In low-collisionality plasmas, velocity-space instabilities are a key mechanism providing an effective collisionality for the plasma. We use particle-in-cell (PIC) simulations to study the interplay between electron- and ion-scale velocity-space instabilities and their effect on electron pressure anisotropy, viscous heating, and thermal conduction. The adiabatic invariance of the magnetic moment in low-collisionality plasmas leads to pressure anisotropy, δp = pτj -pii j> 0, if the magnetic field B is amplified (p ,j and p ,j denote the pressure of species j (electron, ion) perpendicular and parallel to B). If the resulting anisotropy is large enough, it can in turn trigger small-scale plasma instabilities. Our PIC simulations explore the nonlinear regime of the mirror, IC, and electron whistler instabilities, through continuous amplification of the magnetic field | | B by an imposed shear in the plasma. In the regime 1 20 8 pj | | B 2), the saturated electron pressure anisotropy, is determined mainly by the (electron-lengthscale) whistler marginal stability condition, with a modest factor of ∼1.52 decrease due to the trapping of electrons into ion-lengthscale mirrors. We explicitly calculate the mean free path of the electrons and ions along the mean magnetic field and provide a simple physical prescription for the mean free path and thermal conductivity in low-collisionality βj 1 plasmas. Our results imply that velocity-space instabilities likely decrease the thermal conductivity of plasma in the outer parts of massive, hot, galaxy clusters. We also discuss the implications of our results for electron heating and thermal conduction in low-collisionality accretion flows onto black holes, including Sgr A∗in the Galactic Center.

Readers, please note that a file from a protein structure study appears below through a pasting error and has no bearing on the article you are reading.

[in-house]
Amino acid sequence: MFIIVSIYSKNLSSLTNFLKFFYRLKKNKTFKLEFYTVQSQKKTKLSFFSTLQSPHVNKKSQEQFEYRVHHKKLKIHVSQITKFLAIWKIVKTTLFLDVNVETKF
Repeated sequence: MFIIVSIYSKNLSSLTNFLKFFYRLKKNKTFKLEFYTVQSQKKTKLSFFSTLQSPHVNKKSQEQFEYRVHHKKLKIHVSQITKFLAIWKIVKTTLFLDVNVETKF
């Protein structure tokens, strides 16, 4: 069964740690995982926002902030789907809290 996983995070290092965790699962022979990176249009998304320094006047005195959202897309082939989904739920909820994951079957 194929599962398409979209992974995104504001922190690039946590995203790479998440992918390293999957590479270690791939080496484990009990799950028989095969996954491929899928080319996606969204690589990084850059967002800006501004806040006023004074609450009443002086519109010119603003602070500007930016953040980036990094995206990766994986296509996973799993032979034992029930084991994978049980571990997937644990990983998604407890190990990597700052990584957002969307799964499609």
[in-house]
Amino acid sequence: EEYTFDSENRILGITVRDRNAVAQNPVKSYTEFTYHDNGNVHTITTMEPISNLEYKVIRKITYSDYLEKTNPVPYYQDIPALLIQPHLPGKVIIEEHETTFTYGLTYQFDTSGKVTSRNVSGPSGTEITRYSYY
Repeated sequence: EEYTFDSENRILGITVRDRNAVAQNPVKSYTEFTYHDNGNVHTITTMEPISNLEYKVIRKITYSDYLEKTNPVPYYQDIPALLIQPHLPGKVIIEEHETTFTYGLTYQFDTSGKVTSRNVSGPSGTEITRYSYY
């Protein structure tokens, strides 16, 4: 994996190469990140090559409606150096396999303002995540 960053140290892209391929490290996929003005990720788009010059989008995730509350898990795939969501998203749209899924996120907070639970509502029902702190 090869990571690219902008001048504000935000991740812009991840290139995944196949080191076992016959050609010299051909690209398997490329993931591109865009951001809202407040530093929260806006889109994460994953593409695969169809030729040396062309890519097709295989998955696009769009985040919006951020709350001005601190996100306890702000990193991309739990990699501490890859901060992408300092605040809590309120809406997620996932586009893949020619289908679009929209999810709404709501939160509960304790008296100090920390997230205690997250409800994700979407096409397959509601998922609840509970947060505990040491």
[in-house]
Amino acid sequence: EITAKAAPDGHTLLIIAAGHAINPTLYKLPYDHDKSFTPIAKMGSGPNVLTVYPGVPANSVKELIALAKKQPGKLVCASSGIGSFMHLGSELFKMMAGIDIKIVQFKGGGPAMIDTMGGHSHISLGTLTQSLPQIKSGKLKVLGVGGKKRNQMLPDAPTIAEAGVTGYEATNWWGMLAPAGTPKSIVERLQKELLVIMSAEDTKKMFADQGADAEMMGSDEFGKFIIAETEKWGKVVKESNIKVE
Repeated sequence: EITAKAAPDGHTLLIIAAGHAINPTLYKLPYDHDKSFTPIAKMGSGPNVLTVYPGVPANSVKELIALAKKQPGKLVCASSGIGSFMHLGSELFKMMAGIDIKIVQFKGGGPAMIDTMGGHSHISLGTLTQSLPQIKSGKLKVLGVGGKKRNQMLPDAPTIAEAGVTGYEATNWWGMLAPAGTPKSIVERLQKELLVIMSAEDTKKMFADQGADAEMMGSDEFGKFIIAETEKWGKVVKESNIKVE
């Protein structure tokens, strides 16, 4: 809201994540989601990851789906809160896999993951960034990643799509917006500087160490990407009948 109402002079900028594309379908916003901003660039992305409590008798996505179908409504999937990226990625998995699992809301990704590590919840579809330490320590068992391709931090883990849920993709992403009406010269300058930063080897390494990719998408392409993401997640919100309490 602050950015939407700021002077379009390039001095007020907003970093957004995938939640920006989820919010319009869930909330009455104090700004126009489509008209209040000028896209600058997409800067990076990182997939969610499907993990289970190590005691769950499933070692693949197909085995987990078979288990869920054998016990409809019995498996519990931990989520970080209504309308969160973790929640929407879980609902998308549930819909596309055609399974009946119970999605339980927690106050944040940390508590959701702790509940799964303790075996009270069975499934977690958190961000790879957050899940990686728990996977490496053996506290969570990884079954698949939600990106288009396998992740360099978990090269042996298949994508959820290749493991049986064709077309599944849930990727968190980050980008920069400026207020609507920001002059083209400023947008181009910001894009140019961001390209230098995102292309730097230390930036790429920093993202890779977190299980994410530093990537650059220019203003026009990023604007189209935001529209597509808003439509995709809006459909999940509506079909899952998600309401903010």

All Science Journal Classification (ASJC) codes
- Astronomy and Astrophysics
- Space and Planetary Science
- accretion disks
- solar wind